Among the 18 countries the Organization for Economic Cooperation and Development tracked, the United States has the lowest college completion rate in the developed world. In fact, around 60% of Bachelor’s degree students in the United States complete this four-year degree in six years, and many never complete their degree at all.

Student debt and the rising cost of tuition are both problems that have garnered a lot of public attention, but the underlying cause fueling these problems is the inefficiency of how college education is structured in the United States, and how it does not support non-traditional students. While college dropout rates, and rates of taking more years to complete a degree are high amongst traditional students, they are even higher amongst older and non-traditional students. These students must balance work, school, families, and other obligations in academic settings that are built for students fully immersed in campus life. Students take out loans, and those who do not graduate are more likely to default on them. This stretches state resources thin while money is tied up in education and never paid back. At the same time, each extra semester means another semester of paying the rising cost of college tuition. Students of all ages feel the pressure to work through school and pick up extra shifts to offset the cost of student debt, and there are simply not enough hours in the day.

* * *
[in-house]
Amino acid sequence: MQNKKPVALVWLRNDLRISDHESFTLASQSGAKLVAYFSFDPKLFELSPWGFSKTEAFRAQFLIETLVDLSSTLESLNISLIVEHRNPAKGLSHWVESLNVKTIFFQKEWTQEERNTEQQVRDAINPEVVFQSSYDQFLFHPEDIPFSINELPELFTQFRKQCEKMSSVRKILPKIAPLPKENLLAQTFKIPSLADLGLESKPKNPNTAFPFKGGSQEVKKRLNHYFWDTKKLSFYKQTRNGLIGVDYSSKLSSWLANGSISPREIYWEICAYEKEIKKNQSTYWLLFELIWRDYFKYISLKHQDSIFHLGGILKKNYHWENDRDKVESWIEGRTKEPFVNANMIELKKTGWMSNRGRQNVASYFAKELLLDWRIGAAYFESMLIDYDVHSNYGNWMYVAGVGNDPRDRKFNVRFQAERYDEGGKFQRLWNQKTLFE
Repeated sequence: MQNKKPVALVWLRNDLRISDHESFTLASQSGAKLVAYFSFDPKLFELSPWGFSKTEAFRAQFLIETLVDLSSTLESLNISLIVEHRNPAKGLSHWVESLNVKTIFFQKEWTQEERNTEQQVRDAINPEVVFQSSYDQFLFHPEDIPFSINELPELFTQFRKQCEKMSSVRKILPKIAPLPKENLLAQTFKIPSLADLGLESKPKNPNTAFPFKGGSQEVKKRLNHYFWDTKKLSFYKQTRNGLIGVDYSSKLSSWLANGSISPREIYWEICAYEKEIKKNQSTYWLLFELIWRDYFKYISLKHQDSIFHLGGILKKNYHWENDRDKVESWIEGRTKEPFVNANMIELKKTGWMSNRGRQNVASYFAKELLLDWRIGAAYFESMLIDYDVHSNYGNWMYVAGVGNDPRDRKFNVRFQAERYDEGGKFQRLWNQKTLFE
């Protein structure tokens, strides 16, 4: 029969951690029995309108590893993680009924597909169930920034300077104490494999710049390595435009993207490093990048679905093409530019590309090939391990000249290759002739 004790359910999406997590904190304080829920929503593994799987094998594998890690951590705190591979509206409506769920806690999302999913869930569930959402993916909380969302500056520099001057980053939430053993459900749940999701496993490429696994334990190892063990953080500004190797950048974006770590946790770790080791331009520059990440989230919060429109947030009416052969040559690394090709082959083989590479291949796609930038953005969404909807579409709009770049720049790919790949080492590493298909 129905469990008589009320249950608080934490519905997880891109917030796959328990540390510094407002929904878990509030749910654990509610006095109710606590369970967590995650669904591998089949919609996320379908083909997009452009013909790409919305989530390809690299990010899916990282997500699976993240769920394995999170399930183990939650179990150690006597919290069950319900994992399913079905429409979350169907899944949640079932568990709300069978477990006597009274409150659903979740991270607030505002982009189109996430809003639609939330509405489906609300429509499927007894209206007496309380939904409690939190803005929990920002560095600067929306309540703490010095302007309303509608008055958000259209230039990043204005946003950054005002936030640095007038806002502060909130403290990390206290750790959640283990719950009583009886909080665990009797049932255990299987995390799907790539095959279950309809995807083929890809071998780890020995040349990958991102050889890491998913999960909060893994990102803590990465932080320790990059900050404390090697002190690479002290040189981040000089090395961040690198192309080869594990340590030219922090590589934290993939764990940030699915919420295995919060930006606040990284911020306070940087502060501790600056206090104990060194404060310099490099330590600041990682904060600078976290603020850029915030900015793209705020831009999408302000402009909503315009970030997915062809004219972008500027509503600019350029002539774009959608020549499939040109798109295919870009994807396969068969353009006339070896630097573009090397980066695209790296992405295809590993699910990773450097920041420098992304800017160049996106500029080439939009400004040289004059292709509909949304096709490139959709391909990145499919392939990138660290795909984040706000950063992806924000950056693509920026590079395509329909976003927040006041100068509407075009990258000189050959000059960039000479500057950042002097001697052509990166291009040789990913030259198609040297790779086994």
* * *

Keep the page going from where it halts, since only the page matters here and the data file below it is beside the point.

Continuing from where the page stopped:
While graduation rates are low, lots of Americans have college coursework under their belts. Chances are, between your education and work experience, you actually have a functional Associate’s or Bachelor’s degree. If you are one of the millions of Americans who have completed college coursework but not your degree, talk to us. Visit us at for a consultation.


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